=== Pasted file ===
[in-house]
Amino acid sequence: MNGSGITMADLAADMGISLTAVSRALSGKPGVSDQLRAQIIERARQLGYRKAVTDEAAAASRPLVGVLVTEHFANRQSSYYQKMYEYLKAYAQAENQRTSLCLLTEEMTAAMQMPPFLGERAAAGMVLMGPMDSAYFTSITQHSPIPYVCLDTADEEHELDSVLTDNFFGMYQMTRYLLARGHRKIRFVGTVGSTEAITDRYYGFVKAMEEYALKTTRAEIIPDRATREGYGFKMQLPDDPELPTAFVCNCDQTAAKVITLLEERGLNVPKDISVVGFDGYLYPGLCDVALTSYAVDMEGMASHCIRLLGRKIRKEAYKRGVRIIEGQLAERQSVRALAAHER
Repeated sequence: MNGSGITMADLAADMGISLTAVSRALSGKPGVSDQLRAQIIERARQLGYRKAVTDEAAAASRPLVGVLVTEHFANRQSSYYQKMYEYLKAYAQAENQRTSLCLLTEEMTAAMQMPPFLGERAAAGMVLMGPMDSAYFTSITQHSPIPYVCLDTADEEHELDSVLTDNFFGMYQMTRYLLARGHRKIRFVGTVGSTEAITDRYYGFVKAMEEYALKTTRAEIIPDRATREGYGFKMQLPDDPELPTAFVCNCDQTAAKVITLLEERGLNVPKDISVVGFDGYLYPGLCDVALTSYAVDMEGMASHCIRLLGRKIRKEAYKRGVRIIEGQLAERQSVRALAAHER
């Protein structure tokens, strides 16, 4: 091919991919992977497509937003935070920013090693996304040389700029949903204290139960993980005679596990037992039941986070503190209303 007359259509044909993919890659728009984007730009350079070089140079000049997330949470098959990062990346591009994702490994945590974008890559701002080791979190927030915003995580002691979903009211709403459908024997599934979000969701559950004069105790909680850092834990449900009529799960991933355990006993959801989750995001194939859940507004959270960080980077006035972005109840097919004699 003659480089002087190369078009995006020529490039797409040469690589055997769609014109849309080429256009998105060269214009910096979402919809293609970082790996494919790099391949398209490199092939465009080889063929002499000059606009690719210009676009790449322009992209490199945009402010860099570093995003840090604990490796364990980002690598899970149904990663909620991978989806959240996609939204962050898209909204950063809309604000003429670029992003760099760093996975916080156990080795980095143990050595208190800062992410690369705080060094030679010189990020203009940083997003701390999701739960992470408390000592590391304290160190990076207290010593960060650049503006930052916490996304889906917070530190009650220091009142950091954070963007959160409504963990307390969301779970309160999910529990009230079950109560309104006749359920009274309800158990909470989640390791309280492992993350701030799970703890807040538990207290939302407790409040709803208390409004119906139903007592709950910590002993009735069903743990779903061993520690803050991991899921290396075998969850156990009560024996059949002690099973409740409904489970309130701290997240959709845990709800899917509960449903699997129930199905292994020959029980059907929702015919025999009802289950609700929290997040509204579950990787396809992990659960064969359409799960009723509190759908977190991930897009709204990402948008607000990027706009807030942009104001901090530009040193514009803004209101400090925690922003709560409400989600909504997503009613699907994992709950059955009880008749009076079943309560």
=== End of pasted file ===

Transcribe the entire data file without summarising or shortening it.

[in-house]
Amino acid sequence: MNGSGITMADLAADMGISLTAVSRALSGKPGVSDQLRAQIIERARQLGYRKAVTDEAAAASRPLVGVLVTEHFANRQSSYYQKMYEYLKAYAQAENQRTSLCLLTEEMTAAMQMPPFLGERAAAGMVLMGPMDSAYFTSITQHSPIPYVCLDTADEEHELDSVLTDNFFGMYQMTRYLLARGHRKIRFVGTVGSTEAITDRYYGFVKAMEEYALKTTRAEIIPDRATREGYGFKMQLPDDPELPTAFVCNCDQTAAKVITLLEERGLNVPKDISVVGFDGYLYPGLCDVALTSYAVDMEGMASHCIRLLGRKIRKEAYKRGVRIIEGQLAERQSVRALAAHER
Repeated sequence: MNGSGITMADLAADMGISLTAVSRALSGKPGVSDQLRAQIIERARQLGYRKAVTDEAAAASRPLVGVLVTEHFANRQSSYYQKMYEYLKAYAQAENQRTSLCLLTEEMTAAMQMPPFLGERAAAGMVLMGPMDSAYFTSITQHSPIPYVCLDTADEEHELDSVLTDNFFGMYQMTRYLLARGHRKIRFVGTVGSTEAITDRYYGFVKAMEEYALKTTRAEIIPDRATREGYGFKMQLPDDPELPTAFVCNCDQTAAKVITLLEERGLNVPKDISVVGFDGYLYPGLCDVALTSYAVDMEGMASHCIRLLGRKIRKEAYKRGVRIIEGQLAERQSVRALAAHER
């Protein structure tokens, strides 16, 4: 091919991919992977497509937003935070920013090693996304040389700029949903204290139960993980005679596990037992039941986070503190209303 007359259509044909993919890659728009984007730009350079070089140079000049997330949470098959990062990346591009994702490994945590974008890559701002080791979190927030915003995580002691979903009211709403459908024997599934979000969701559950004069105790909680850092834990449900009529799960991933355990006993959801989750995001194939859940507004959270960080980077006035972005109840097919004699 003659480089002087190369078009995006020529490039797409040469690589055997769609014109849309080429256009998105060269214009910096979402919809293609970082790996494919790099391949398209490199092939465009080889063929002499000059606009690719210009676009790449322009992209490199945009402010860099570093995003840090604990490796364990980002690598899970149904990663909620991978989806959240996609939204962050898209909204950063809309604000003429670029992003760099760093996975916080156990080795980095143990050595208190800062992410690369705080060094030679010189990020203009940083997003701390999701739960992470408390000592590391304290160190990076207290010593960060650049503006930052916490996304889906917070530190009650220091009142950091954070963007959160409504963990307390969301779970309160999910529990009230079950109560309104006749359920009274309800158990909470989640390791309280492992993350701030799970703890807040538990207290939302407790409040709803208390409004119906139903007592709950910590002993009735069903743990779903061993520690803050991991899921290396075998969850156990009560024996059949002690099973409740409904489970309130701290997240959709845990709800899917509960449903699997129930199905292994020959029980059907929702015919025999009802289950609700929290997040509204579950990787396809992990659960064969359409799960009723509190759908977190991930897009709204990402948008607000990027706009807030942009104001901090530009040193514009803004209101400090925690922003709560409400989600909504997503009613699907994992709950059955009880008749009076079943309560």